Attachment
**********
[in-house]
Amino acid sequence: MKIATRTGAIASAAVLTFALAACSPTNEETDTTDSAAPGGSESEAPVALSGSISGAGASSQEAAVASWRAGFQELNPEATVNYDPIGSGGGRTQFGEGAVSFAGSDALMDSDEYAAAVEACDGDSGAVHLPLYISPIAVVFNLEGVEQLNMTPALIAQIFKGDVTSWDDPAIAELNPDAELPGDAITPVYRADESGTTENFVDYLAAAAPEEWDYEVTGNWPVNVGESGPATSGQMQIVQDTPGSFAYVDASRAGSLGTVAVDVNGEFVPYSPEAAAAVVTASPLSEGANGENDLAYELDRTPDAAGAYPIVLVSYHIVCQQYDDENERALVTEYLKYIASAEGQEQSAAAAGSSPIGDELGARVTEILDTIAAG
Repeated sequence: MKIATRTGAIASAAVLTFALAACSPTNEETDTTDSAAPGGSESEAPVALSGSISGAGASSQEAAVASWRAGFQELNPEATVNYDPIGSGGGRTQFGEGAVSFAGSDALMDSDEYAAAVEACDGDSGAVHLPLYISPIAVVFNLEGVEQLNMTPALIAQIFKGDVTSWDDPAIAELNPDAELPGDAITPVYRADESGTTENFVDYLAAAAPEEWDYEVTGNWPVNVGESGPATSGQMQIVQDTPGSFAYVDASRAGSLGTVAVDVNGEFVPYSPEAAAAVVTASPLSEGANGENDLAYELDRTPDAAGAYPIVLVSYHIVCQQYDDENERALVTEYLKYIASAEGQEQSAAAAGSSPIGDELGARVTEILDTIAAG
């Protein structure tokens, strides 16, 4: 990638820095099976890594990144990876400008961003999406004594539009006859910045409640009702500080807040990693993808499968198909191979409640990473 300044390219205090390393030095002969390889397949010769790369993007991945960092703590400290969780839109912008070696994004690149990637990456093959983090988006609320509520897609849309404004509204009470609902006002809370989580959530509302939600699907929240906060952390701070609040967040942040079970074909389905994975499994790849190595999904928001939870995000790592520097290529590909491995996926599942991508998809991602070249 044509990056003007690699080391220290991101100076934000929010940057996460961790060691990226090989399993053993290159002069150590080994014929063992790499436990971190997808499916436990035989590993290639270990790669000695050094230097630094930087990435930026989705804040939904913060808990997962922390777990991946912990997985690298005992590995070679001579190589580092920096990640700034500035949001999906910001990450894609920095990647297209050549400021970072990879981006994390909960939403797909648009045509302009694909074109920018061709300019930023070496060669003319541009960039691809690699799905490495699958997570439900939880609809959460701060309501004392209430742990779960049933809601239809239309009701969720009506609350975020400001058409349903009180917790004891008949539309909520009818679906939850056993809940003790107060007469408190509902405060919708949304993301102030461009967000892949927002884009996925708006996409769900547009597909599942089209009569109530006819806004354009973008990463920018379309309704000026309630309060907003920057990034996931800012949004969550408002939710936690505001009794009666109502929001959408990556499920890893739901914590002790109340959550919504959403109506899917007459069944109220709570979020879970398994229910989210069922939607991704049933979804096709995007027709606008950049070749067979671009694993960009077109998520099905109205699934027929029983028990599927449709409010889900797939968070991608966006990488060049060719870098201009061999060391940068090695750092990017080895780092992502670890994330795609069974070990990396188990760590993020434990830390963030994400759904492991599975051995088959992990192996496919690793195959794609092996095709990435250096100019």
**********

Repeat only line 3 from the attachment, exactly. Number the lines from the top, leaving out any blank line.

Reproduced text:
Repeated sequence: MKIATRTGAIASAAVLTFALAACSPTNEETDTTDSAAPGGSESEAPVALSGSISGAGASSQEAAVASWRAGFQELNPEATVNYDPIGSGGGRTQFGEGAVSFAGSDALMDSDEYAAAVEACDGDSGAVHLPLYISPIAVVFNLEGVEQLNMTPALIAQIFKGDVTSWDDPAIAELNPDAELPGDAITPVYRADESGTTENFVDYLAAAAPEEWDYEVTGNWPVNVGESGPATSGQMQIVQDTPGSFAYVDASRAGSLGTVAVDVNGEFVPYSPEAAAAVVTASPLSEGANGENDLAYELDRTPDAAGAYPIVLVSYHIVCQQYDDENERALVTEYLKYIASAEGQEQSAAAAGSSPIGDELGARVTEILDTIAAG